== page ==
When Jay Vigorito and Nick Gagliano heard a near-century-old Whitestone tradition was in danger of vanishing, they stepped up to the plate. But it will take a village to keep the tradition alive.
In recent weeks, Vigorito, past president of local sports organization Dwarf Giraffe, learned Whitestone Memorial Day Parade organizers were facing an imminent funding shortage. The 2019 parade was hanging in the balance.
Shortly thereafter, Vigorito approached fellow Dwarf Giraffe board members with an idea: the organization would donate the $10,000 necessary to fund next year’s event.
“The veterans have been having trouble over the last few years with donations,” Vigorito said. “Providing this funding should give the town and the community here, hopefully, two years to get their donations back moving again to keep the parade going.”
Nick Gagliano, current president of Dwarf Giraffe, officially announced the funding commitment at the Whitestone Veterans Memorial Association’s dinner dance on May 19.
“Every year, there’s always a story that we might not have a parade: there’s not enough funding, this and that. We couldn’t let that happen,” Gagliano said.
The announcement left the Whitestone Veterans Memorial Association “floored,” according to Mike Seeley, a member of the American Legion.
“We really applaud the Dwarf Giraffe organization for stepping up and helping to keep the parade in Whitestone,” he said. “It’s gratifying that we have an organization in the neighborhood that appreciates the parade and what it takes to put it on.”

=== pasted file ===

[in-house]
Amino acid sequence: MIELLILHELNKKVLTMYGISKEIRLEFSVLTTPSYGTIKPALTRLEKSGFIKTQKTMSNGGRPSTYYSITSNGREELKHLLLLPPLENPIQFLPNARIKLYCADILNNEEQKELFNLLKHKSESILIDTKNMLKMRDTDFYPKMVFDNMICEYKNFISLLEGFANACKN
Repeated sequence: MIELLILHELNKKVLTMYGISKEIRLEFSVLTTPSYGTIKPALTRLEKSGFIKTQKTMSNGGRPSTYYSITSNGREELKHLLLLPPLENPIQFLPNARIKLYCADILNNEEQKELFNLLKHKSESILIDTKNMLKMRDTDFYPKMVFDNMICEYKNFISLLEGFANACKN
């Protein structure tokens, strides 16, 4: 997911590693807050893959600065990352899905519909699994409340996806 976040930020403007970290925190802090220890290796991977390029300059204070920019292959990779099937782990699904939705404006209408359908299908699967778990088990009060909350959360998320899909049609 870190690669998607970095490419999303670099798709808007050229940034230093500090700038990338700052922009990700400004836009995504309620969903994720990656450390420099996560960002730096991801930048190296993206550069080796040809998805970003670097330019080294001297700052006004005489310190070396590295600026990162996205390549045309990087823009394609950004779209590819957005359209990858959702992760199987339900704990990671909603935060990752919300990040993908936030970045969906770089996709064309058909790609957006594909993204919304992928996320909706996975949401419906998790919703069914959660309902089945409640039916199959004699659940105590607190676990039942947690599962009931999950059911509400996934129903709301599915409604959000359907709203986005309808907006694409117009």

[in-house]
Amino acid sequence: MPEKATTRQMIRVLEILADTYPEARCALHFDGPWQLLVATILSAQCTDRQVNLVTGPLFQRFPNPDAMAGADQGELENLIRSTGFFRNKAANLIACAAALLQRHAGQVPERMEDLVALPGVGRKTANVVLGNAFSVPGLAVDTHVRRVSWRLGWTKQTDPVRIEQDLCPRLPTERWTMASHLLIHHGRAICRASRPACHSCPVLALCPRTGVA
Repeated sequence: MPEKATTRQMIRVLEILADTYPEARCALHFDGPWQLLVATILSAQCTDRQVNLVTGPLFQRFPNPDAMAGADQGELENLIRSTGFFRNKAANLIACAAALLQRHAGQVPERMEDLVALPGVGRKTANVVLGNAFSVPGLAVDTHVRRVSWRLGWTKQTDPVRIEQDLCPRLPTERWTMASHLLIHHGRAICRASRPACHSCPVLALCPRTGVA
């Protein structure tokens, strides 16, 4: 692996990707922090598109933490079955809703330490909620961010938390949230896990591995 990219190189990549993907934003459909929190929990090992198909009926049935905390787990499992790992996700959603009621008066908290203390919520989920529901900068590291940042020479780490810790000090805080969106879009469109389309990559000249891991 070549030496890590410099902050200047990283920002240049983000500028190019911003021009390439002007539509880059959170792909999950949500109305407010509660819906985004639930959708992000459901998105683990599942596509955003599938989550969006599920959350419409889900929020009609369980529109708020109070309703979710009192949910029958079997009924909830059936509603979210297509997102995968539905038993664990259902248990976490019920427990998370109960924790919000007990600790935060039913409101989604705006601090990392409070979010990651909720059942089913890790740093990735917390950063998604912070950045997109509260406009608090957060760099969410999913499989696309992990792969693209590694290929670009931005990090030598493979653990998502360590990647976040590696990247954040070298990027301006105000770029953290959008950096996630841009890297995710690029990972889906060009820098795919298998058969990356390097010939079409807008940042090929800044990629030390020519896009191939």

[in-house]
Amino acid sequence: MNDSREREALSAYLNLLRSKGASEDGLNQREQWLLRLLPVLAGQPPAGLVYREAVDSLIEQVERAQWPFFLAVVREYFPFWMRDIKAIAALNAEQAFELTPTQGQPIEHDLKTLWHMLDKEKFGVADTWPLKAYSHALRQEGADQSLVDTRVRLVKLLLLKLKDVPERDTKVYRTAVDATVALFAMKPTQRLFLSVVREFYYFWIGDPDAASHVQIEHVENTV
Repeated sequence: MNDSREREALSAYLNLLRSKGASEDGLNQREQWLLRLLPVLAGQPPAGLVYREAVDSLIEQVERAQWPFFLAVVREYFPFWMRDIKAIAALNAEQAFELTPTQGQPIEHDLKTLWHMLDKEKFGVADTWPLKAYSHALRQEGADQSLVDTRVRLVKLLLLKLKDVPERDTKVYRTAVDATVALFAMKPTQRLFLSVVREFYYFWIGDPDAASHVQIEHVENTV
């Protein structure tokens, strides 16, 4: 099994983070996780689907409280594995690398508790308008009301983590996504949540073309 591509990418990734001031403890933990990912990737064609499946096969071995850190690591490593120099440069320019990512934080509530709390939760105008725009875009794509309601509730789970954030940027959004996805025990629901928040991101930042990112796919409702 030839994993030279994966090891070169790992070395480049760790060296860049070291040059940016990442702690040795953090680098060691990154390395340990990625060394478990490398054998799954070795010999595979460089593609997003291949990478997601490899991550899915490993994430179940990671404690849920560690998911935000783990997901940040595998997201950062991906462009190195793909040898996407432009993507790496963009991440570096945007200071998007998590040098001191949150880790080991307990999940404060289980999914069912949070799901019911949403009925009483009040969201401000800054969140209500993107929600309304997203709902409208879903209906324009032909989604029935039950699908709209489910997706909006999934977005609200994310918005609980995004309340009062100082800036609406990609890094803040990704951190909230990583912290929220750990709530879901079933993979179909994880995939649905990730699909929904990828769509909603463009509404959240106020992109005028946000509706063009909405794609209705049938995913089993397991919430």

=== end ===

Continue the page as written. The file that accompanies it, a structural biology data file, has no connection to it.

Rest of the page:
The parade traditionally begins at 149th Street and 15th Drive with a memorial service and makes its way through Whitestone Village. World War II, Korean War and Vietnam War veterans march alongside a host of community groups, including the Girl and Boy Scouts, Greater Whitestone Taxpayers Association and local sports organizations. A number of elected officials also attend and march with constituents.
The annual event usually draws over 1,000 people.
Historically, the event is sponsored by the Jewish War Veterans Post 415, Veterans of Foreign Wars Post 4787, American Legion Post 131, according to Seeley. Each group has seen dwindling membership in recent years.
“Every year it gets a little less, a little less,” he said. “Plus, families now have to have two earners and there’s really not time for men and women to get out and volunteer.”
Planning for the parade begins in January, Seeley said. During this time, organizers are hard at work fundraising, booking bands, inviting local politicians and groups and organizing the line of march.
While plans for next year’s parade are in motion, the long term future of the parade still hangs in the balance. Dwarf Giraffe will lead a number of fundraising efforts in the coming months to help raise money. The Whitestone Veterans Memorial Association will also seek assistance from local organizations and businesses to keep the tradition alive.
Donations to the parade can be sent to the American Legion at 10-20 Clintonville St., with checks made out to the Whitestone Veterans Memorial Association. An online portal is in the works.
“Memorial Day is not just a barbecue. That’s what people have got to realize,” Vigorito said. “There’s a reason for it. This parade reminds everyone what an important day it is.”